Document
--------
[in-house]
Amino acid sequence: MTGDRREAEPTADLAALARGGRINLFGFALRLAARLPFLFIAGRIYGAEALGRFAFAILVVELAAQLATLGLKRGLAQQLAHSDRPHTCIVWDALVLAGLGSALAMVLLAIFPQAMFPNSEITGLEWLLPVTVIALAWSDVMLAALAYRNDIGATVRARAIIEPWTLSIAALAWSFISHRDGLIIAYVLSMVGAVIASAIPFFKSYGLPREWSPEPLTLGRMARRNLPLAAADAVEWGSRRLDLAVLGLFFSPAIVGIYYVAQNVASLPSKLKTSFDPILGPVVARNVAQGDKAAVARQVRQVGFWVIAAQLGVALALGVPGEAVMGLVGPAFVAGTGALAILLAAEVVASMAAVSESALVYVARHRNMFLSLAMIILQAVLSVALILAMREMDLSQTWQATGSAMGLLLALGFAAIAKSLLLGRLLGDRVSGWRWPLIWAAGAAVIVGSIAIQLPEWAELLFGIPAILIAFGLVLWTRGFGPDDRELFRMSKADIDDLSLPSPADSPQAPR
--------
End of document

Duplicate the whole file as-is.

[in-house]
Amino acid sequence: MTGDRREAEPTADLAALARGGRINLFGFALRLAARLPFLFIAGRIYGAEALGRFAFAILVVELAAQLATLGLKRGLAQQLAHSDRPHTCIVWDALVLAGLGSALAMVLLAIFPQAMFPNSEITGLEWLLPVTVIALAWSDVMLAALAYRNDIGATVRARAIIEPWTLSIAALAWSFISHRDGLIIAYVLSMVGAVIASAIPFFKSYGLPREWSPEPLTLGRMARRNLPLAAADAVEWGSRRLDLAVLGLFFSPAIVGIYYVAQNVASLPSKLKTSFDPILGPVVARNVAQGDKAAVARQVRQVGFWVIAAQLGVALALGVPGEAVMGLVGPAFVAGTGALAILLAAEVVASMAAVSESALVYVARHRNMFLSLAMIILQAVLSVALILAMREMDLSQTWQATGSAMGLLLALGFAAIAKSLLLGRLLGDRVSGWRWPLIWAAGAAVIVGSIAIQLPEWAELLFGIPAILIAFGLVLWTRGFGPDDRELFRMSKADIDDLSLPSPADSPQAPR